The Franklin County School Board is taking an all-hands-on-deck approach in its search for a new school superintendent. This comes after current Superintendent Mark Church announced in December his plan to retire Aug. 1, although his contract doesn’t expire for another two years.
Now is your chance to make your opinion heard.
In addition to enlisting the help of the Virginia School Boards Association, the school board has launched an online, 11-question survey (paper copies are available at the school board office and in each of the county’s public schools) to engage the community in its search. A public hearing also is scheduled for 7 p.m. tonight at Benjamin Franklin Middle School in the East Auditorium.
“Hiring a new superintendent is the biggest task a school board will face, and we want to make sure that the public has a voice in this process,” Julie Nix, school board chair, wrote in a Feb. 14 memo announcing the survey launch. “We hope that parents, staff and residents will take time to fill out the survey or attend the public hearing.”
Part of the survey asks for input on what qualifications a superintendent should have and for users to rank those qualifications on whether they should be required, preferred or if it’s not important. Surveyors also are asked to rank their three top priorities for a superintendent based on leadership and management skills, personal characteristics, board-superintendent relations, staff relations, community relations, school finance and areas of expertise.
The last two questions of the survey are open-ended. One asks what is the one talent or skill a new superintendent should have to do the job well and the other asks what should be a key priority for this person moving forward.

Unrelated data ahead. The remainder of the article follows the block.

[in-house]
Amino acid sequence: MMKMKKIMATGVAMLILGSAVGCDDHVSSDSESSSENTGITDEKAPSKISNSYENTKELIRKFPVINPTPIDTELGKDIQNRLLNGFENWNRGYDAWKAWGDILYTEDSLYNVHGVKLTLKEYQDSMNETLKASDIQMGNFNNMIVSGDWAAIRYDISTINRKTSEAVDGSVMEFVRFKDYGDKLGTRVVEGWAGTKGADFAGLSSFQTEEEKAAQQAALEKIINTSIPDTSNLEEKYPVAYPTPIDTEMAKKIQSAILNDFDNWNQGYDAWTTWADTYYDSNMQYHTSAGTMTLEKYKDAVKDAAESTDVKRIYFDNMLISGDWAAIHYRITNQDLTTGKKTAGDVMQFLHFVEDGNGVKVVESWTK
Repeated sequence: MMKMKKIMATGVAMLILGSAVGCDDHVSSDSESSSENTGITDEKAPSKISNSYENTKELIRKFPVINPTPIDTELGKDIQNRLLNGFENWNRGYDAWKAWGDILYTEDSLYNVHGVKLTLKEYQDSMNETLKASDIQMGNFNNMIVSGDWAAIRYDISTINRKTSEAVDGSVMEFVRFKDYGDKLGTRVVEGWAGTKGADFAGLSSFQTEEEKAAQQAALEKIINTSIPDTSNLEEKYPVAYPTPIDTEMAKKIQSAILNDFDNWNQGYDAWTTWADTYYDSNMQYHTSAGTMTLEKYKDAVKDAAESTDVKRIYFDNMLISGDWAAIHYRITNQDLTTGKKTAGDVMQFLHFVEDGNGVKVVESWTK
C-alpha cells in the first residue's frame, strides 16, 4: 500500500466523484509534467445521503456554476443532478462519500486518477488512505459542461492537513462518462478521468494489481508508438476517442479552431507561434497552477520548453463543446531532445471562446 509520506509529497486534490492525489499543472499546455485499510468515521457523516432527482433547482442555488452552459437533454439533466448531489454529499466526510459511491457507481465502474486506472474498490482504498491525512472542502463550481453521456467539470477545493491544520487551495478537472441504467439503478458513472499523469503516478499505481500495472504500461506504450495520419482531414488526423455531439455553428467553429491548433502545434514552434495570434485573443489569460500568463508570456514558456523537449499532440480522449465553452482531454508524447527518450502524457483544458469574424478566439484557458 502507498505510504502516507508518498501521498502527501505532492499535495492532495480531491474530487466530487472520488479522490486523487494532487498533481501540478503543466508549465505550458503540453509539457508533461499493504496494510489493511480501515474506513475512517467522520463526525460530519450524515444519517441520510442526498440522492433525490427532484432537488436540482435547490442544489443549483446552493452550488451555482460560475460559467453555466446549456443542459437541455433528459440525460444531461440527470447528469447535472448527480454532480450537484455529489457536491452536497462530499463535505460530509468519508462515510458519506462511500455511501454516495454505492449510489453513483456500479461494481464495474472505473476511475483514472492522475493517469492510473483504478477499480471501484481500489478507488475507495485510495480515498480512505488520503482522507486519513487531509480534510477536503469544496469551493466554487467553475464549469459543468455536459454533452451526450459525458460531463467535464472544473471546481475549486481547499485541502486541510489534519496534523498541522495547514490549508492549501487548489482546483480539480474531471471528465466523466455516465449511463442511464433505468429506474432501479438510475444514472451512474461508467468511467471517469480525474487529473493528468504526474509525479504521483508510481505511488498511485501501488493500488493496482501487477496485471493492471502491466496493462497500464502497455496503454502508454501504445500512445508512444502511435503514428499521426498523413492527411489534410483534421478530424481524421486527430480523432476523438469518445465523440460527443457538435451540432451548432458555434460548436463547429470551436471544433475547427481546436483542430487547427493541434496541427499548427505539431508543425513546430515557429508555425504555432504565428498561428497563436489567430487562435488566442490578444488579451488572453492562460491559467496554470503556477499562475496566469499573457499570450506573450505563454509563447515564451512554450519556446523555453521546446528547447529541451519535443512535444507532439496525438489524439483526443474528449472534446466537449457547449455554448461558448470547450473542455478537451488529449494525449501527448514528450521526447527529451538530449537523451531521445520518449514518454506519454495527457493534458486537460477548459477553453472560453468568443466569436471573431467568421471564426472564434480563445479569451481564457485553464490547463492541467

Given that Church has served as superintendent for the past eight years and is ending a 34-year career as an educator (20 of them in Franklin County Public Schools), it’s understandable the board wants community input.
When Church was first appointed as interim superintendent in 2012, he stressed that collaboration was necessary in creating the best learning environment for students.
“Education is a community responsibility,” Church said in a July 12, 2012 article in The Franklin News-Post. “These are your schools, your high school. Even if you don’t have children in school, everybody benefits from a well-educated community.”
Regardless of who is selected, the new leader will have to be a bridge-builder between the school board and board of supervisors to help address hot-button issues, such as what to do about overcrowding in the career and technical facilities at Franklin County High School. Coincidentally, Church was the school system’s director of career and technical education before he was appointed superintendent.
To cast your vote on the qualities for the next superintendent, take the survey at www.surveymonkey.com/r/FranklinCountySearch, pick up a paper copy or stop by tonight’s meeting.
An opportunity like this doesn’t come around often, especially when it comes to the future of education in our community.